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American companies in Nazi Germany - Essay Example

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Organising a government democratic or dictatorial is a very tasking job. There is a lot of data to sift through in the process of governance including, birth records to trace ancestry, census documentation and other official planning documents. …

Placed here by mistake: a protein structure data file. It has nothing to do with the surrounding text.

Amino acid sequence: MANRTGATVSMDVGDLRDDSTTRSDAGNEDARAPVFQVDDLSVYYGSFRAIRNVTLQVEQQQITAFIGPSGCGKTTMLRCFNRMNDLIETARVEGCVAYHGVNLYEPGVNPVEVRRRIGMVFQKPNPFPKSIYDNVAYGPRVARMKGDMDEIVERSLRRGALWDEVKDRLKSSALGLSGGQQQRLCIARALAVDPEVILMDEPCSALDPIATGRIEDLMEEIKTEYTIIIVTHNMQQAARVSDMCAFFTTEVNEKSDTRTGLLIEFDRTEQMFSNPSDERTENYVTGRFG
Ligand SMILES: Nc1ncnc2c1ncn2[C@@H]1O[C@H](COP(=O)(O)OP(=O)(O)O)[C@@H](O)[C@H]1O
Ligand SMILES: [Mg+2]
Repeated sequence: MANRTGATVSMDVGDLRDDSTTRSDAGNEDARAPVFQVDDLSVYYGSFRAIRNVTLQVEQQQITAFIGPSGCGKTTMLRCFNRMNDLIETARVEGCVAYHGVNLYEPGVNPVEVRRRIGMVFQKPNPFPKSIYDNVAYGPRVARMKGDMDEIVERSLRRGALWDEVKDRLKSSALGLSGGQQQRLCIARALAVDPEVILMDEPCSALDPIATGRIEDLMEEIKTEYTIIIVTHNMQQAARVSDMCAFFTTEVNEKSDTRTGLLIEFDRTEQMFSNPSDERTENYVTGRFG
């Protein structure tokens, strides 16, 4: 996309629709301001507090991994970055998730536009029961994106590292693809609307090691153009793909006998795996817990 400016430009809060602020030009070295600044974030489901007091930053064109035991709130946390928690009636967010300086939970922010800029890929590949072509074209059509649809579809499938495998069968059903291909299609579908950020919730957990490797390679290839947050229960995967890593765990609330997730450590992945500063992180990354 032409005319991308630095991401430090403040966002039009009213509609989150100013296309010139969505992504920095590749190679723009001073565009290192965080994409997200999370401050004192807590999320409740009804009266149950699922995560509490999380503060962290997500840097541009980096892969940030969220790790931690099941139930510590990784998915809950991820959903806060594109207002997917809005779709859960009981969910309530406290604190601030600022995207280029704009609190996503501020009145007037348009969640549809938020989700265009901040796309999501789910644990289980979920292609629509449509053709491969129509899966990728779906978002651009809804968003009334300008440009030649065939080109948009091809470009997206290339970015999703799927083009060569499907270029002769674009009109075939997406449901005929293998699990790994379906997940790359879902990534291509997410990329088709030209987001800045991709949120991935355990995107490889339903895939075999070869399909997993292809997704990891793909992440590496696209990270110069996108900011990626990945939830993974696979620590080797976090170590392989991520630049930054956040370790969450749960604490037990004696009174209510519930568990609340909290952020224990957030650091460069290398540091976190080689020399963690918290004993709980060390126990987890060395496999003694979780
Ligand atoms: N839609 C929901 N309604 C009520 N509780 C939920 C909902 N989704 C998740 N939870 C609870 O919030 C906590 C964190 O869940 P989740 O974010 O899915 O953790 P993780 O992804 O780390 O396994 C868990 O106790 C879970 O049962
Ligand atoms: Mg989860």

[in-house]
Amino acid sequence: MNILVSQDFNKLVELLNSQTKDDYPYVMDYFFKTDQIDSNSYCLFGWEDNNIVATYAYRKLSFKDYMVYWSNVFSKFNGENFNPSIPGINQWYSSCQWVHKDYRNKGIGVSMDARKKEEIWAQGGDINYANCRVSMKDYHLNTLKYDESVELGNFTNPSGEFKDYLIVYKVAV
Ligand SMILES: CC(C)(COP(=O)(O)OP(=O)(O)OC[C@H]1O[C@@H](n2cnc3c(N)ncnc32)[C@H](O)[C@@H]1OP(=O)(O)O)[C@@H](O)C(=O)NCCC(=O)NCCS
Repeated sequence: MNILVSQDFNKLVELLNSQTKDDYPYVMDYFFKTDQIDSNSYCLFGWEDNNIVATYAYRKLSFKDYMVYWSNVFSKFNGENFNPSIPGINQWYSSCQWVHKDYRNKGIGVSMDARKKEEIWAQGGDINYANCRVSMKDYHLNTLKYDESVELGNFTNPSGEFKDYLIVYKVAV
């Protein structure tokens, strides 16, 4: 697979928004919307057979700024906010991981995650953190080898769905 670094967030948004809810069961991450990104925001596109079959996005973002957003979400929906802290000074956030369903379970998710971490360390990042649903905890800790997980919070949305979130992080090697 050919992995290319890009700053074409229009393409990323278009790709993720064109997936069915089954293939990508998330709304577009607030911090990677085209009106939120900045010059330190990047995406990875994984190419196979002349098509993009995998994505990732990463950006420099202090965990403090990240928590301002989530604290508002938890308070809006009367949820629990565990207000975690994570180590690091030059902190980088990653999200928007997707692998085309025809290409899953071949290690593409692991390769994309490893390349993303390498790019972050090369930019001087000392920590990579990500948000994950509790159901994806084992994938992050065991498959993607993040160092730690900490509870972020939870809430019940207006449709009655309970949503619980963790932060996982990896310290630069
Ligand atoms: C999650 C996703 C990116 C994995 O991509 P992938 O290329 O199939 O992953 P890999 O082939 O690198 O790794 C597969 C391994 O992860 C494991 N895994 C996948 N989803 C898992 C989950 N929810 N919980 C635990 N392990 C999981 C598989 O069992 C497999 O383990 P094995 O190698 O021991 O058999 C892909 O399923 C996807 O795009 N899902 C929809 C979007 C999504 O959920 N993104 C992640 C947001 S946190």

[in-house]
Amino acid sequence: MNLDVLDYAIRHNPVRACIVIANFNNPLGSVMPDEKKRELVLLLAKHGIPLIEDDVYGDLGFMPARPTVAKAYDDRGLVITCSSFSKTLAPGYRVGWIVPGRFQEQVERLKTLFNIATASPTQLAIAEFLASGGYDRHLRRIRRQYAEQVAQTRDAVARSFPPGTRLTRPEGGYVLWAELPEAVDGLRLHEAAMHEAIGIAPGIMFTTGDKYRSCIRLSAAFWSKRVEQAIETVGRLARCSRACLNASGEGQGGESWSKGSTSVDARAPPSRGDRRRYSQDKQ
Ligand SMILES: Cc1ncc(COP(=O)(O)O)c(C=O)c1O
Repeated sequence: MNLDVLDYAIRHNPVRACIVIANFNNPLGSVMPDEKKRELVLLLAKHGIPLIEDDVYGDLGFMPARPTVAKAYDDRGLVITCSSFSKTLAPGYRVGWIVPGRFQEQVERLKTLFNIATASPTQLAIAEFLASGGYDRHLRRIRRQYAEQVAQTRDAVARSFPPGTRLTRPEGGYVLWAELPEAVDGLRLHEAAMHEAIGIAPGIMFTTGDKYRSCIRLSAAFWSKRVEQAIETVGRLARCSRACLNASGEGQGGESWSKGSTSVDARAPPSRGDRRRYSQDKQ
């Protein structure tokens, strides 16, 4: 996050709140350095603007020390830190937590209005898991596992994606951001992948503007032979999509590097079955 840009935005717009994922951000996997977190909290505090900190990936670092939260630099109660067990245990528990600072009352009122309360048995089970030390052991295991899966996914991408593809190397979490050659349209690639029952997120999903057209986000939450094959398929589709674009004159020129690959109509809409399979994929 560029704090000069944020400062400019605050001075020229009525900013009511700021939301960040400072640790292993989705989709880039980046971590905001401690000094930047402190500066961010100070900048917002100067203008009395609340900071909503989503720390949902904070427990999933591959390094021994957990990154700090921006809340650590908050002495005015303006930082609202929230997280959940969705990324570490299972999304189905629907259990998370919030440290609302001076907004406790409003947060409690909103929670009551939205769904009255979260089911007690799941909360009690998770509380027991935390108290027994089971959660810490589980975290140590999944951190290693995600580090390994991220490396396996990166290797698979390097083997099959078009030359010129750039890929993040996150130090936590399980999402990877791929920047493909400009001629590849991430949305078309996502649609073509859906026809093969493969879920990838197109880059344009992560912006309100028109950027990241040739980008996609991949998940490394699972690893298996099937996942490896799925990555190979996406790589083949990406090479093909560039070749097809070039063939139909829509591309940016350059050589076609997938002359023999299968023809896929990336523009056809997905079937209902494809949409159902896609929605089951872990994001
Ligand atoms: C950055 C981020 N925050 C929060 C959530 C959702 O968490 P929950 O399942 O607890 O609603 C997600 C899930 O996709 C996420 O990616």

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Download file to see previous pages The need for automation of records plagued Hitler upon his ascent to power in early 1933. Hitler had a dream, to eliminate all Jews from Germany but he also needed to come up with a way to keep track of their deportation or their numbers in enslavement camps. International Business Machines (IBM)’s current technology had initially been produced for only one cause: to count. Whether it was people or company products, IBM had come up with a method to classify and enumerate (Black, Pp 23). It wasn’t long before IBM realized that the technology they had just given the world could do more than just count people or things. It could document data, process it, recover it and the most important part, it could analyze it. IBM had a subsidiary in Germany and the managers came up with an ingenious plan to customise these machines to tap into the furher’s needs; they had the Hollerith punch card technology and all they had to do was input the data that the third Reich wanted. In order to cash in on this opportunity they decided not to sell the machines but rather lease them to Hitler, making billions in the process. IBM knew that their products were being used for illegal purposes, and so to absolve themselves of any blame they would deny any collusion with the third Reich through structured denial of any oral agreements, contracts that were carefully crafted and using letters that had no dates on them (Black, Pp 35). It is important to note that Hitler persecuted and killed over 6 million Jews and that these numbers would not have been achieved had it not been for IBM’s technology. Upon achieving his dream of leading the Nazi, he made it his goal to identify and obliterate the country’s 6 million strong Jewish society. To everyone who followed Hitler, Jews were not just those who were practicing Judaism, but even those who had Jewish blood, in spite of their integration, whether it was due to them intermarrying, or even whether they had converted to Christianity. The first humane solution was to transport Jews out of the country’s ghettos using rail road lines. The next step was using the same to take them into death camps. They needed to do this with accurate timing such that the victims were able to be packed into a train and taken to execution facilities right on schedule. The coordination was such a multifaceted task, that it called for a computer Computers being nonexistent at that time, IBM had to use whatever technology they had at the time which happened to be the IBM punch card and card sorting system—a predecessor to the computer. IBM, primarily through its IBM’s subsidiary, made it their mission in life to make Hitler's program and dream of Jewish annihilation a technologic reality. The company knew people and companies the world over were in financial quagmires and with lots of profits in sight, they pursued this venture with unsettling success. IBM, using its own resources, designed, executed, and supplied this technology to Hitler's Third Reich. This was an under-taking that had never accomplished in the past the automation of human annihilation. IBM built more than 2,000 such machines that were sent off throughout Germany, and even more undocumented thousands throughout German-dominated Europe. At first the machines were used for subtle reasons of manipulation: food allocation for every location was organized in the order of databases, this allowed the Nazi to systematically starve the Jews. Where they required slaves for their factories such as ammunition companies, slave labour was easily identified, followed, and supervised largely through punch cards. Punch cards were so effective during that time that it is said that they even made the human ferrying trains run on ...Download file to see next pagesRead More
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